MENTAL HEALTH & WELLBEING DURING SELF-ISOLATION AND WORKING FROM HOME
Posted on 29 Apr 2020
WORKING AT HOME AND SELF-ISOLATION
Working from Home
If you are working from home and this is a new experience for you, here are some tips to help you develop a good work routine at home:
• Set up a designated workspace if you can
• Get some exercise – perhaps before you start to work in the mornings, go for a walk.
• Dress for work, don’t stay in your PJ’s all day
• Don’t watch TV during work hours, not even at lunch time
• Have a regular lunch break
• Call people if you can, instead of just emailing them
• Apply the mindset of incident free workplace (IFW) and what you personally took away from the IFW orientations.
The UK government has advised us all to comply with their current advice on self-isolation either because you have symptoms yourself or you are isolating because one or more members of your household has symptoms.
The symptoms are:
• A high temperature and/or
• A new persistent cough
Only contact your GP or 111 if you are not managing to cope with your symptoms at home, they are deteriorating or persisting beyond 7 days. You should not attend your GP, a pharmacy or hospital in person when you are self-isolating.
In some instances, you may have been asked to work at home by your employer as a precaution to stop the spread of the virus.
MENTAL HEALTH AND WELLBEING
According to the World Health Organisation (WHO) it is normal to feel lonely and/or stressed when you are self-isolating or working from home, therefore, it is important to look after your emotional and mental health as well as your physical health during this time. If you do need to stay at home, then take care of your mental health and wellbeing. Try to stay in contact with your family and friends and talk to them about how you are feeling. Use FaceTime when you can to speak to people and try to stay positive.
It is important to try and stick to your normal routines as much as possible by having your meals at the same times, regular bedtimes and exercising etc. If you have been asked to stay at home and avoid others, it may be more difficult than expected especially if you have a pre-existing mental health condition.
Hand Washing Anxiety
The NHS, government, and public health information all state that to avoid transmission of COVID-19 we need to engage in regular handwashing with soap and water for at least 20 seconds, use a hand sanitiser if we have no access to soap and water and practice the “catch it, bin it, kill it” routine if we cough or sneeze.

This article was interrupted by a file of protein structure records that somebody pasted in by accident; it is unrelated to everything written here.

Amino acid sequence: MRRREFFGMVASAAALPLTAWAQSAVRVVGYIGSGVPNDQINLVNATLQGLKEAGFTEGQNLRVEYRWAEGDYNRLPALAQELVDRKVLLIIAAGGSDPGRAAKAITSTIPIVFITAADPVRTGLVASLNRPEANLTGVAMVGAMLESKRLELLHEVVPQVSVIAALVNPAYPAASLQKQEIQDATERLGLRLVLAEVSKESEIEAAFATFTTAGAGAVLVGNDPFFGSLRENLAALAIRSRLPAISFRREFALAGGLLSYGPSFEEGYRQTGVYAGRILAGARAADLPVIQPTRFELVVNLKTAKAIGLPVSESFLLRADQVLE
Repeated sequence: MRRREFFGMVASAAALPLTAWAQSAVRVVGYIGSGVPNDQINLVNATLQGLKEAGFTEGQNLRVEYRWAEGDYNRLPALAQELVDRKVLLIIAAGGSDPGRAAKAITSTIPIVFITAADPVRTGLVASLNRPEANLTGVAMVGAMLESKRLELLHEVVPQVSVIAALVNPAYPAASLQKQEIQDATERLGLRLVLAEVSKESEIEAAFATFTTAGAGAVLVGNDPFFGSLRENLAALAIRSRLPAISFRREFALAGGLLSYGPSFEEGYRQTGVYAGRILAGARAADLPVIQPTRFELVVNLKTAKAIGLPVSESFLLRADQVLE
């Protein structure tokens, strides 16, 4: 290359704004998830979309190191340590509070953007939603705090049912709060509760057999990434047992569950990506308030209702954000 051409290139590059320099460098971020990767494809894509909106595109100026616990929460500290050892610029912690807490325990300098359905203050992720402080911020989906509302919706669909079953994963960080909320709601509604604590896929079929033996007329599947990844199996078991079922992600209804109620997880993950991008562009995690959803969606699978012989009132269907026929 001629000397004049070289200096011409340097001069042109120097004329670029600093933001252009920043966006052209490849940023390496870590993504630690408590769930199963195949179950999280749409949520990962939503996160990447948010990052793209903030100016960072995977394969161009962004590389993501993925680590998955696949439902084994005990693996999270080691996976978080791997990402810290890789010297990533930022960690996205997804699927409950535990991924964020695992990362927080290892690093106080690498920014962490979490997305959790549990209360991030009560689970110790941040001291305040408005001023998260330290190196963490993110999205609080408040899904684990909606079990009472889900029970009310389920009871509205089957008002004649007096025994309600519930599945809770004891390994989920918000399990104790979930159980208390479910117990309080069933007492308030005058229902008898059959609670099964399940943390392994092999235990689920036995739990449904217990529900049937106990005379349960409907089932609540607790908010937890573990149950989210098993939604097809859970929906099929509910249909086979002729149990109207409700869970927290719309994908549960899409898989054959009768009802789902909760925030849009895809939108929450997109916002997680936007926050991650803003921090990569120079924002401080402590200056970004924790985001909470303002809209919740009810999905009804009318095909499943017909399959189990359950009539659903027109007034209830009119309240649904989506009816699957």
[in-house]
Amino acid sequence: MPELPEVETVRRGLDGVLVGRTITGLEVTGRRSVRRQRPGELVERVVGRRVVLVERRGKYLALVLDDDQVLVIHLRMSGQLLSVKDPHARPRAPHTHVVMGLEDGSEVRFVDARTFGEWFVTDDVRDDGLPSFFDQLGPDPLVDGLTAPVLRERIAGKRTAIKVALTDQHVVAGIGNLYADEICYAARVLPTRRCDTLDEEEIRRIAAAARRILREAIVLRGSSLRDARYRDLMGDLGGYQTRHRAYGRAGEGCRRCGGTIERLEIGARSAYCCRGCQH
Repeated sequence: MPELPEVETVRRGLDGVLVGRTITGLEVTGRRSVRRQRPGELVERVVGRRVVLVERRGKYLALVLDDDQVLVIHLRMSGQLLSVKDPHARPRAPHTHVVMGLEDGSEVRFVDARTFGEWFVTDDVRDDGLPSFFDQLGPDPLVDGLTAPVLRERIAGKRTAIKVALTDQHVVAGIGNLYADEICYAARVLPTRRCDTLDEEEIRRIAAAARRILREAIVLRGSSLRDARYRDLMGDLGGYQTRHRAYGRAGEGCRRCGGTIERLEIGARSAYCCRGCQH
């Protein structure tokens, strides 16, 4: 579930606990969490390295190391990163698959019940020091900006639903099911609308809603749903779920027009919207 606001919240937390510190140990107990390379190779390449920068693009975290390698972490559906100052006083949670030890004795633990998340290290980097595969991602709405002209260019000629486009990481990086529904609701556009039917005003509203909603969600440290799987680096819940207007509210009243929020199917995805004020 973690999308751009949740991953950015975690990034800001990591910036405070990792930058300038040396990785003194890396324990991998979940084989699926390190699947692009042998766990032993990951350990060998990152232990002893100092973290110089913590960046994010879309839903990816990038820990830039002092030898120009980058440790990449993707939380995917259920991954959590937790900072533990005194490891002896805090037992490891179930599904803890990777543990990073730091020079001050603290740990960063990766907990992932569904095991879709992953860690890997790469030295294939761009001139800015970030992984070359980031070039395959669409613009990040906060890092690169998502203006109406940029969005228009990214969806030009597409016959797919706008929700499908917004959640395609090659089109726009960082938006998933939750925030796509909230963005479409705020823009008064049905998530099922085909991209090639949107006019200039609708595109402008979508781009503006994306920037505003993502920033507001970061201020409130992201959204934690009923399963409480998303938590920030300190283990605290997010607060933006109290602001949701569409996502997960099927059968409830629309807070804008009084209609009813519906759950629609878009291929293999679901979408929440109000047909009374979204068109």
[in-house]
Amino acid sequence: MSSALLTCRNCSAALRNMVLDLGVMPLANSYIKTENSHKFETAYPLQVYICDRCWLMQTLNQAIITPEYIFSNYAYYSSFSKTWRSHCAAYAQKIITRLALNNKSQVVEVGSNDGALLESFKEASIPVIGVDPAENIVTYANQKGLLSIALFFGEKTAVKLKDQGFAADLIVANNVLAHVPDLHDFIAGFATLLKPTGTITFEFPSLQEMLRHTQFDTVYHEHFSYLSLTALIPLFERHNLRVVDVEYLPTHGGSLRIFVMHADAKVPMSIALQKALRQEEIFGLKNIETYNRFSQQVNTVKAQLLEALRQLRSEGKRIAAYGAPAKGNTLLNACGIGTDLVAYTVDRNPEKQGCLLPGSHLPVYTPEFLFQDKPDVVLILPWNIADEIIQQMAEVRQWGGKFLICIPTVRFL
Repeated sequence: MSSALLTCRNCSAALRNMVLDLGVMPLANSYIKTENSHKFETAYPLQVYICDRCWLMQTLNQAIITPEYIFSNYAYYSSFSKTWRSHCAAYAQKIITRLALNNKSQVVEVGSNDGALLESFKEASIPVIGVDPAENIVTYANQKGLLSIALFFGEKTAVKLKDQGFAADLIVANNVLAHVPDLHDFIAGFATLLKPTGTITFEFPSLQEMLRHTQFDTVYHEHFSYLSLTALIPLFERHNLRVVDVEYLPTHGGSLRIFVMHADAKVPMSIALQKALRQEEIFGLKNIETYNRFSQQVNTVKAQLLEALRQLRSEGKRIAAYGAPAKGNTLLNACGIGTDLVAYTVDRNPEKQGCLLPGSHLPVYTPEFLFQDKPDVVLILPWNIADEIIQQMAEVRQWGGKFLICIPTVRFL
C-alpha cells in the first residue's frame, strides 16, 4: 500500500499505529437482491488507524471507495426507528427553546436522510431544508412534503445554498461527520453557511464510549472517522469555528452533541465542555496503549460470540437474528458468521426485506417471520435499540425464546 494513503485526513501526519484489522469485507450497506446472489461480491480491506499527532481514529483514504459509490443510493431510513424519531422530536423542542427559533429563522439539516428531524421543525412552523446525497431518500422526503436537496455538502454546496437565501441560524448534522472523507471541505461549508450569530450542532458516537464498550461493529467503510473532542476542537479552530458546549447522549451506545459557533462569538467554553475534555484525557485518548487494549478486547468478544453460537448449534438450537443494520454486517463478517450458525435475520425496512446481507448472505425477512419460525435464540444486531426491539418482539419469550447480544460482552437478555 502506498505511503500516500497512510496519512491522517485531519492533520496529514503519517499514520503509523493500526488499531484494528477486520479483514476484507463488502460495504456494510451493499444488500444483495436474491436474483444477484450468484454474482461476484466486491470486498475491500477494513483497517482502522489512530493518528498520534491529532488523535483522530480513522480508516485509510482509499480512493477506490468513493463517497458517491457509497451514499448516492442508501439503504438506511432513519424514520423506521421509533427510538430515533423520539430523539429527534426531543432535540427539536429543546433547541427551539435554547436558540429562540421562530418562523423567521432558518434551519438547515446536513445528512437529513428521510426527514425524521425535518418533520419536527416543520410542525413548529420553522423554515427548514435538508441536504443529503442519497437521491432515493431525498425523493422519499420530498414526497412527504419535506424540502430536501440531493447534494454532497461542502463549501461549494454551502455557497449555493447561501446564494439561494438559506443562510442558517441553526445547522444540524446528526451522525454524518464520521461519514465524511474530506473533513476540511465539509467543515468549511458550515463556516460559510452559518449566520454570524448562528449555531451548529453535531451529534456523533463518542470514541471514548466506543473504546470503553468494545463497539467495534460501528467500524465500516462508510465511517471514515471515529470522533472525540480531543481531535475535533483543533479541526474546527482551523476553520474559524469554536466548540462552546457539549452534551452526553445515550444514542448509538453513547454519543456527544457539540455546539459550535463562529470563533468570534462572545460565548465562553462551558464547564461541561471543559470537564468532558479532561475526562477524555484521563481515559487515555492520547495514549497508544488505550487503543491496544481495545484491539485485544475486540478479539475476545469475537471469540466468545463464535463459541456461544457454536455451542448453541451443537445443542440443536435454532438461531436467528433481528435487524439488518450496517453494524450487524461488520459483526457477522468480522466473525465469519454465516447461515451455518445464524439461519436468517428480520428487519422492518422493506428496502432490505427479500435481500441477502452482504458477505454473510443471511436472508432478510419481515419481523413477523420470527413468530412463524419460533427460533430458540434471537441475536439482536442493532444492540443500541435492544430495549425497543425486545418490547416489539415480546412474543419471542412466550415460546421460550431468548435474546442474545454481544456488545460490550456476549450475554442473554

Some mental health problems can cause difficult feelings or can cause us to engage in behaviours to do with hand washing. If you experience this, you may find it more difficult to listen to advice around hand sanitation.
If you are feeling anxious or stressed about hand washing, the organisation Mind has put together some tips on how to deal with it:
• Don’t keep re-reading the same advice if this is unhelpful for you.
• Let other people know you’re struggling. For example, you could ask them not to remind you to wash your hands.
• Breathing exercises can help you cope and feel more in control. Or try some relaxation techniques.
• Set limits, like washing your hands for the recommended 20 seconds.
• Plan something to do after washing your hands. This could help distract you and change your focus.
• It could also help to read some of the tips on obsessive compulsive disorder (OCD).
• If you experience panic attacks or have flashbacks, then try to plan a ‘Safe’ space at home that you can go to.
• Try some breathing exercises, or use a distracting technique, write a journal.
• Check in with yourself often and make sure you are sleeping and eating well.
If you are experiencing a panic attack, below are eight ways to deal with them:
• Know your triggers
• Leave the situation if you can – move to another room
• Use a grounding technique – look around to find:
5 things you can see, 4 things you can touch, 3 things you can hear, 2 things you can smell, 1 thing you can taste
• Use meditation and mindfulness techniques
• Visualize a safe place
• Count backwards from 100
• Let it happen, just ride it out
• Call a friend or a family member
If you feel that you are just not coping very well it is important that you speak to a health professional or contact your EAP. In addition, there is a free online therapy service, the Help Hub, that is providing 20 minute sessions to help people that are self-isolating, vulnerable older people or those that are struggling with COVID-19. This new service will commence 23/03/20.
Activities to support your mental wellbeing during self-isolation or working from home
• Try and engage in some type of physical exercise. For example, yoga or stretching, clean your home, dance to music, or do some online exercises. There are plenty on YouTube
• Do some cognitive exercises to help keep your mind stimulated.
• Read books and/or magazines that you have wanted to read for a while but didn’t have the time. You can also listen to podcasts and do puzzles.
• Take time to relax, engage in some breathing exercises or mindfulness meditations. Do some arts and crafts such as drawing or painting, play a musical instrument or keep a journal
• Stay connected with current news events but reduce the time you spend watching fearful images or listening to the news.
• Don’t listen to rumours, only search for reliable information on COVID-19
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